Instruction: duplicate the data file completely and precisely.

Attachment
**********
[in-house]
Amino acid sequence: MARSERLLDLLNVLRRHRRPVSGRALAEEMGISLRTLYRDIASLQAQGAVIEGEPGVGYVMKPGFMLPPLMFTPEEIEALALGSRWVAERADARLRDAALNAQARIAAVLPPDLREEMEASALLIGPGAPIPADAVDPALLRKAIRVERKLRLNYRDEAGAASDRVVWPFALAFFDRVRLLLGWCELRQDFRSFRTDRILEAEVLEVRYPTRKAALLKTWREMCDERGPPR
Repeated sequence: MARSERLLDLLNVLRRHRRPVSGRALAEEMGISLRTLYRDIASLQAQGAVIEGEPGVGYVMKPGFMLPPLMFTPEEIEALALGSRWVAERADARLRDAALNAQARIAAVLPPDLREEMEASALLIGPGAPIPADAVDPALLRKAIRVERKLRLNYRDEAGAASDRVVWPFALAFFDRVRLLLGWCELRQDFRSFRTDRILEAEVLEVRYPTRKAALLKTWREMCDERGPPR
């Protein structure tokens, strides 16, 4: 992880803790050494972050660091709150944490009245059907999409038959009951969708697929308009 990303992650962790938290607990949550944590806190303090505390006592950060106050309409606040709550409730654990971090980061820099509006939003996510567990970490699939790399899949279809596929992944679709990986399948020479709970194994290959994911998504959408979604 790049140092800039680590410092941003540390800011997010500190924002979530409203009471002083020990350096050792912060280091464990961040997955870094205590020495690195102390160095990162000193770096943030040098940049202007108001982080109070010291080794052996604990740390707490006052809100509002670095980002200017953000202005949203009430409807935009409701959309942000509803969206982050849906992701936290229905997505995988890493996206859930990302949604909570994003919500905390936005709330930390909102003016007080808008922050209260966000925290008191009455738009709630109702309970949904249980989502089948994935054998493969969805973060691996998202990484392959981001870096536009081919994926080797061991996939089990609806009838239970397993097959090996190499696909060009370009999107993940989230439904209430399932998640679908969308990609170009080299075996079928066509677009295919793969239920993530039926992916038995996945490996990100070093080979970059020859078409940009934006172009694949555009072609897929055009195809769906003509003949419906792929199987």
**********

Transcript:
[in-house]
Amino acid sequence: MARSERLLDLLNVLRRHRRPVSGRALAEEMGISLRTLYRDIASLQAQGAVIEGEPGVGYVMKPGFMLPPLMFTPEEIEALALGSRWVAERADARLRDAALNAQARIAAVLPPDLREEMEASALLIGPGAPIPADAVDPALLRKAIRVERKLRLNYRDEAGAASDRVVWPFALAFFDRVRLLLGWCELRQDFRSFRTDRILEAEVLEVRYPTRKAALLKTWREMCDERGPPR
Repeated sequence: MARSERLLDLLNVLRRHRRPVSGRALAEEMGISLRTLYRDIASLQAQGAVIEGEPGVGYVMKPGFMLPPLMFTPEEIEALALGSRWVAERADARLRDAALNAQARIAAVLPPDLREEMEASALLIGPGAPIPADAVDPALLRKAIRVERKLRLNYRDEAGAASDRVVWPFALAFFDRVRLLLGWCELRQDFRSFRTDRILEAEVLEVRYPTRKAALLKTWREMCDERGPPR
């Protein structure tokens, strides 16, 4: 992880803790050494972050660091709150944490009245059907999409038959009951969708697929308009 990303992650962790938290607990949550944590806190303090505390006592950060106050309409606040709550409730654990971090980061820099509006939003996510567990970490699939790399899949279809596929992944679709990986399948020479709970194994290959994911998504959408979604 790049140092800039680590410092941003540390800011997010500190924002979530409203009471002083020990350096050792912060280091464990961040997955870094205590020495690195102390160095990162000193770096943030040098940049202007108001982080109070010291080794052996604990740390707490006052809100509002670095980002200017953000202005949203009430409807935009409701959309942000509803969206982050849906992701936290229905997505995988890493996206859930990302949604909570994003919500905390936005709330930390909102003016007080808008922050209260966000925290008191009455738009709630109702309970949904249980989502089948994935054998493969969805973060691996998202990484392959981001870096536009081919994926080797061991996939089990609806009838239970397993097959090996190499696909060009370009999107993940989230439904209430399932998640679908969308990609170009080299075996079928066509677009295919793969239920993530039926992916038995996945490996990100070093080979970059020859078409940009934006172009694949555009072609897929055009195809769906003509003949419906792929199987």